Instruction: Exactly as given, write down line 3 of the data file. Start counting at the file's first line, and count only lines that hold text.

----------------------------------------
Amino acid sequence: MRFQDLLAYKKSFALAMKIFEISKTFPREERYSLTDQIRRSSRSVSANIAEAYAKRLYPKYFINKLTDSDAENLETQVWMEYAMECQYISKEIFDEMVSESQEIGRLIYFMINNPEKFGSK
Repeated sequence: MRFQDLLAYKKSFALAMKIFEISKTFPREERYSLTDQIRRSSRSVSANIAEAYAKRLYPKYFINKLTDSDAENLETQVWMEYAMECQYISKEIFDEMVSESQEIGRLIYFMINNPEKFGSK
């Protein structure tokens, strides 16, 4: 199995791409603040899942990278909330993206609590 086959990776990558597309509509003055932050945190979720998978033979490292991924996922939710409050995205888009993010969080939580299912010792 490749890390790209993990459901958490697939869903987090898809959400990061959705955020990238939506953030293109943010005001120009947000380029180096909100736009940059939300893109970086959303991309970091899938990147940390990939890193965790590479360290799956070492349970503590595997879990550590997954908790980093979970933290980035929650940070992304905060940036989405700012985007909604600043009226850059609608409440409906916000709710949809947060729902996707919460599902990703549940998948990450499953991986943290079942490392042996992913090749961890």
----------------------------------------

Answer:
């Protein structure tokens, strides 16, 4: 199995791409603040899942990278909330993206609590 086959990776990558597309509509003055932050945190979720998978033979490292991924996922939710409050995205888009993010969080939580299912010792 490749890390790209993990459901958490697939869903987090898809959400990061959705955020990238939506953030293109943010005001120009947000380029180096909100736009940059939300893109970086959303991309970091899938990147940390990939890193965790590479360290799956070492349970503590595997879990550590997954908790980093979970933290980035929650940070992304905060940036989405700012985007909604600043009226850059609608409440409906916000709710949809947060729902996707919460599902990703549940998948990450499953991986943290079942490392042996992913090749961890």